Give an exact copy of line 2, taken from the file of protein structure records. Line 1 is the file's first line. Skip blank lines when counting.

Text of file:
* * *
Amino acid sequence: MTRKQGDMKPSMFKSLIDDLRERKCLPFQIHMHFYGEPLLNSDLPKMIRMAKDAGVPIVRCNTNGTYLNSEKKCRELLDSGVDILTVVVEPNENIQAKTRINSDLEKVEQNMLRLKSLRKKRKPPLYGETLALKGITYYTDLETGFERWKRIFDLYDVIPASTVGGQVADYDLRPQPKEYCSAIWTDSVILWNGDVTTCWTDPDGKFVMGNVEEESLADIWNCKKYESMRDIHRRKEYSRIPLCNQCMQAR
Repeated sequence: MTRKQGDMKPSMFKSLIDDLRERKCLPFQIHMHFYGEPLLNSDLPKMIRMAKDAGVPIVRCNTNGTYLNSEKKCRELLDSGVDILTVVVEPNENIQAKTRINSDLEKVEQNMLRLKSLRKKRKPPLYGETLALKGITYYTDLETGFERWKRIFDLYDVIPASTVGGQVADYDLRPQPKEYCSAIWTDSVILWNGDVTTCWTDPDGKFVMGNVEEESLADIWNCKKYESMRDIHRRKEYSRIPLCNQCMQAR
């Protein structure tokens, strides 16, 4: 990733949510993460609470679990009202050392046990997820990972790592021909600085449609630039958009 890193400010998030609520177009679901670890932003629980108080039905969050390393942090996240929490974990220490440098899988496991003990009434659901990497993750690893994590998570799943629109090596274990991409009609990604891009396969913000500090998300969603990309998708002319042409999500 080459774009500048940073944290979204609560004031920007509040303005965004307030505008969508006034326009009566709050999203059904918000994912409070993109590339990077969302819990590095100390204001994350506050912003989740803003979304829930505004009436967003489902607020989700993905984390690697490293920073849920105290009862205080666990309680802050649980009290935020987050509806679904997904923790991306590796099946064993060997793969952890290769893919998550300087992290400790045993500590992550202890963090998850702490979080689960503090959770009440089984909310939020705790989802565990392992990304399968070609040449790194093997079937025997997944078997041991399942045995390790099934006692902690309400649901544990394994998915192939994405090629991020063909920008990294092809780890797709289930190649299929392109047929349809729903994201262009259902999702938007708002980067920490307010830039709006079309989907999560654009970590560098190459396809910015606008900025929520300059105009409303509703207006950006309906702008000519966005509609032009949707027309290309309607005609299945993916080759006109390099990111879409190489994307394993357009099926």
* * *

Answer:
Repeated sequence: MTRKQGDMKPSMFKSLIDDLRERKCLPFQIHMHFYGEPLLNSDLPKMIRMAKDAGVPIVRCNTNGTYLNSEKKCRELLDSGVDILTVVVEPNENIQAKTRINSDLEKVEQNMLRLKSLRKKRKPPLYGETLALKGITYYTDLETGFERWKRIFDLYDVIPASTVGGQVADYDLRPQPKEYCSAIWTDSVILWNGDVTTCWTDPDGKFVMGNVEEESLADIWNCKKYESMRDIHRRKEYSRIPLCNQCMQAR